That was only partially true, because, Thursday morning (which would later be dubbed “Throat Punch Thursday”), he announced that we’d start with a giant wave #3- one back from the open women. I guess he couldn’t have the singlespeed men, who were also stuck in there, getting butthurt that the SS women were one wave up? I don’t know, but at least it wasn’t in the very back.
The course started with a quick climb up the ski hill to spread things out before dropping down a little and turning onto the Burro Trail. I don’t really know what it is about the Burro Trail, but I like to hammer the hell out of it. It’s rooty as hell, kinda rocky, and there’s multiple lines up most of the pitchy spots, so if you’re in “hammer” mode, you can take the “f*ck these roots” line straight up past 3 people who are taking the “eww, roots” line off to the side. I went cross country pace up the climb prettymuch the entire time until I reached the hike-a-bike section of the Wheeler Trail. At that point, I had only gained a little time on the open women, so I decided I’d just stay in my “spot” in the hike line rather than racing through everyone like I had last year.
At the top, there was bacon. Last year, since I was racing my heart out of my chest, I hadn’t taken the bacon feed. This year, I had to make up for it in spectacular fashion, not only taking the bacon feed, but somewhat humiliating myself in the process:
(photo credit to Eddie Clark, who later asked to make sure I didn’t mind him posting it)
The descent off of Wheeler Pass is a widow-maker. The trail above the treeline is skinny, steep, off-camber, and lined with rocks and bushes that want to grab your front wheel and send you cartwheeling into more rocks and bushes. I wrecked on that section during the Breck 100 a couple of years ago. The next part of the descent, once you’re back into the treeline, is more steep, rocky, and tricky. I wrecked there at last year’s Breck Epic when I was doing my best to out-descend Jennifer Wilson for the stage win. This year, with a huge lead for overall 1st, I decided I’d play it safe (Dax Massey, who was in the men’s SS lead, wasn’t so cautious, and had a hard wreck, breaking two ribs, puncturing his lung, and ending his week of racing). I made it down and onto the bike path without incident.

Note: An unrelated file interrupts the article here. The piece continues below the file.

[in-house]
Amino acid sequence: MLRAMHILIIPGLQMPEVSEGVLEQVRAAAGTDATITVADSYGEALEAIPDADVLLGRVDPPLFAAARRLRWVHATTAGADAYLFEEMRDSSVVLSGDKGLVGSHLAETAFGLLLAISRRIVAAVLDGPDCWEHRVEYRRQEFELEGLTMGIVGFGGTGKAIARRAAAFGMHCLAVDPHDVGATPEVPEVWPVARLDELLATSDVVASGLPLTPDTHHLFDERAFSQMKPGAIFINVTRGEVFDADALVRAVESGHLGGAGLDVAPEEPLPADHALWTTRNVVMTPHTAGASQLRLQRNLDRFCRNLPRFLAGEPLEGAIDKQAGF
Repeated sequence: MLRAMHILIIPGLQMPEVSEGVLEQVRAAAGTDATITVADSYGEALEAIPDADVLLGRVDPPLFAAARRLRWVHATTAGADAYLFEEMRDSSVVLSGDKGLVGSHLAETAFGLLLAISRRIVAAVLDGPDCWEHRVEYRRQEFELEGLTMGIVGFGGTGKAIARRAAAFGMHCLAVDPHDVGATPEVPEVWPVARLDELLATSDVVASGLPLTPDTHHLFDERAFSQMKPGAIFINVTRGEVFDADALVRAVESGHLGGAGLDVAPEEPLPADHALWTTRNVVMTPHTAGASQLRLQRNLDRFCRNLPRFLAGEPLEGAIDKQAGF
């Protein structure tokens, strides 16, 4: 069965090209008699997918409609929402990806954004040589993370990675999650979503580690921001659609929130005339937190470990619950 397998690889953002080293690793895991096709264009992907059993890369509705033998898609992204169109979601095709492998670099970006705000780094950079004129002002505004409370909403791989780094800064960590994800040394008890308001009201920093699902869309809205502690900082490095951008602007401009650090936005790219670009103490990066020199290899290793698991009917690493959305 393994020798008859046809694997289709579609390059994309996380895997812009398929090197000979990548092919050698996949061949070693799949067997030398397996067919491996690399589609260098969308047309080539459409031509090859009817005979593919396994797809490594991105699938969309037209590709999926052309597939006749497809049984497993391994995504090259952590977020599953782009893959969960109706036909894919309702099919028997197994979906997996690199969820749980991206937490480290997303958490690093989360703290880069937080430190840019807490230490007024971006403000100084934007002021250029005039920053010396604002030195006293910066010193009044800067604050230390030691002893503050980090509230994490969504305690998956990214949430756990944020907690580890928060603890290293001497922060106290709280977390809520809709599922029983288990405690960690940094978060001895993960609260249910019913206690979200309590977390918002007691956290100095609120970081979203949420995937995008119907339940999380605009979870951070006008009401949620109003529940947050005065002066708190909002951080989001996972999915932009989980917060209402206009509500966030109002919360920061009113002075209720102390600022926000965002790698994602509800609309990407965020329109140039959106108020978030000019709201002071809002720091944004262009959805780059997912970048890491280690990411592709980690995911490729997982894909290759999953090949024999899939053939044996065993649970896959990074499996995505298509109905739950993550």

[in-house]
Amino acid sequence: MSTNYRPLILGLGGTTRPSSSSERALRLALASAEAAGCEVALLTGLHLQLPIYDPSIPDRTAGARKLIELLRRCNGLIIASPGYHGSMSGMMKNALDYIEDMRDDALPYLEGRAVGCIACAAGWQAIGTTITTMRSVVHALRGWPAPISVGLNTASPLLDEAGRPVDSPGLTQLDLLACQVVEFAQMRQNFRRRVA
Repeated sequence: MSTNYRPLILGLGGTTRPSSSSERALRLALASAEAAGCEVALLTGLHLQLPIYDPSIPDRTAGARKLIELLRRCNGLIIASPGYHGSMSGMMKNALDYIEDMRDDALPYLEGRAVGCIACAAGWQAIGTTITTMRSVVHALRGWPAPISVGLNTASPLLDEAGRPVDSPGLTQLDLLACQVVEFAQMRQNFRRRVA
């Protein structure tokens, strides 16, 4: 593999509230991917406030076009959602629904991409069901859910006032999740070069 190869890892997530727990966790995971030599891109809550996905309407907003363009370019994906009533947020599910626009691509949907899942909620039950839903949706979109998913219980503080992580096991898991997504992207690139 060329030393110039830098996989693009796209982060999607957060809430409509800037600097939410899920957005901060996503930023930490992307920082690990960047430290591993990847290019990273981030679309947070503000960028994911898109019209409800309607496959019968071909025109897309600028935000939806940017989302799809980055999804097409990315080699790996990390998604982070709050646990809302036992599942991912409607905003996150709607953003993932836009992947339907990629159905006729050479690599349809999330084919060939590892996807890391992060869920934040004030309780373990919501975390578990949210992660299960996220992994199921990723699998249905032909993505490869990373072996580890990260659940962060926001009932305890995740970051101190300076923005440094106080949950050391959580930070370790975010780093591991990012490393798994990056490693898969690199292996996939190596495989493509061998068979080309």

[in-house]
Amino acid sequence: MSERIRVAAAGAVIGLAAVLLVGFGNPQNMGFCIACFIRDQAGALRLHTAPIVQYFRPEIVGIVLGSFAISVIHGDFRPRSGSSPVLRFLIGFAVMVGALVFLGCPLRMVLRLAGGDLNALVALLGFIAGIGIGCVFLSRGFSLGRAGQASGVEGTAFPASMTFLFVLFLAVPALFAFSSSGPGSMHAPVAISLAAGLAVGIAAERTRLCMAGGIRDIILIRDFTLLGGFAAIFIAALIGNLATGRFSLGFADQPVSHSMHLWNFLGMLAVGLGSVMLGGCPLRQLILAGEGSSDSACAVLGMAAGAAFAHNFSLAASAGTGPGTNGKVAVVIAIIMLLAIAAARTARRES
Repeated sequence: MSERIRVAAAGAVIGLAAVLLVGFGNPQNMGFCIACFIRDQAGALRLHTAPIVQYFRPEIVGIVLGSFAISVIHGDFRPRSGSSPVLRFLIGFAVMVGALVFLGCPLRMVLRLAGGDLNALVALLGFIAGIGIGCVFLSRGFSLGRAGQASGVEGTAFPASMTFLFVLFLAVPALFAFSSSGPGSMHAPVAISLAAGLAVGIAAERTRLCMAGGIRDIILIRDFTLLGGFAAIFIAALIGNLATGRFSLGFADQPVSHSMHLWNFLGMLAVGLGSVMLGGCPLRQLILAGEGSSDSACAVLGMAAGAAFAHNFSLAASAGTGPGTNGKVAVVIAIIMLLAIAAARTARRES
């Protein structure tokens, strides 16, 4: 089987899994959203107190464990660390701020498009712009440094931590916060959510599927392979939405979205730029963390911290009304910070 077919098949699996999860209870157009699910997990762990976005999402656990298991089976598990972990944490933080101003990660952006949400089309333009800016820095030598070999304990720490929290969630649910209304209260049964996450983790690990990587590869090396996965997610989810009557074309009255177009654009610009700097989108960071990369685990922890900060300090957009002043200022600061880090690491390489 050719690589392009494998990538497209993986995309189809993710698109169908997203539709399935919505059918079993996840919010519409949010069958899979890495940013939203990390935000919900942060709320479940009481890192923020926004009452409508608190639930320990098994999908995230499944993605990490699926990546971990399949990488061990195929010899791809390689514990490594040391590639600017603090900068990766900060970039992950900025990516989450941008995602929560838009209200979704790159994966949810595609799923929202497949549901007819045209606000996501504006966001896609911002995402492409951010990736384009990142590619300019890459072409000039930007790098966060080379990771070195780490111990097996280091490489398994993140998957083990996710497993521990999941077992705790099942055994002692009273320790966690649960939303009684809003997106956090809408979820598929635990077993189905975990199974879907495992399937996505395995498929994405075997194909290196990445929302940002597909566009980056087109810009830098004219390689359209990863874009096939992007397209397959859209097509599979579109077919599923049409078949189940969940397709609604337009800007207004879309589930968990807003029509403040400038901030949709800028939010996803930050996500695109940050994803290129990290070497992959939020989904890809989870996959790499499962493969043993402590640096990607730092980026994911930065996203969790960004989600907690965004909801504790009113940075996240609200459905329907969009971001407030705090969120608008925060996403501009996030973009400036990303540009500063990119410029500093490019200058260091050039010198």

The bike path is singlespeed purgatory. I had multiple people offer to let me draft, but, with the exception of the faster downhill section, I wasn’t staying on any wheels of anyone. One guy even tried to push me, but I yelled at him right away to stop. Pushing is only a valid SS gear when it’s you, pushing your bike.
In previous years, the course went from bike path to the Peaks Trail. This year, it was re-routed (to avoid dogwalkers/hikers) to go up a terrible climb on Miner’s Creek Road before dropping to the flat part of the Peaks Trail. It was the one time this week that I cursed at hike-a-bike, mostly because the climb before was fun/rooty and on singletrack, and the Miner’s Creek re-route was exactly the opposite and gained about 500 extra feet before descending back to the Peaks Trail.
By the time I got to the Peaks Trail, I was in Angry Singlespeed mode. On the short punchy uphill or techy spots, I hammered past anyone on a granny gear with whatever was left in my legs, making short work of the final few miles of the course. Throat-Punch-Thursday, complete. All that was between me and the SSSRWC (singlespeed stage race world championship) was a somewhat easier stage 6.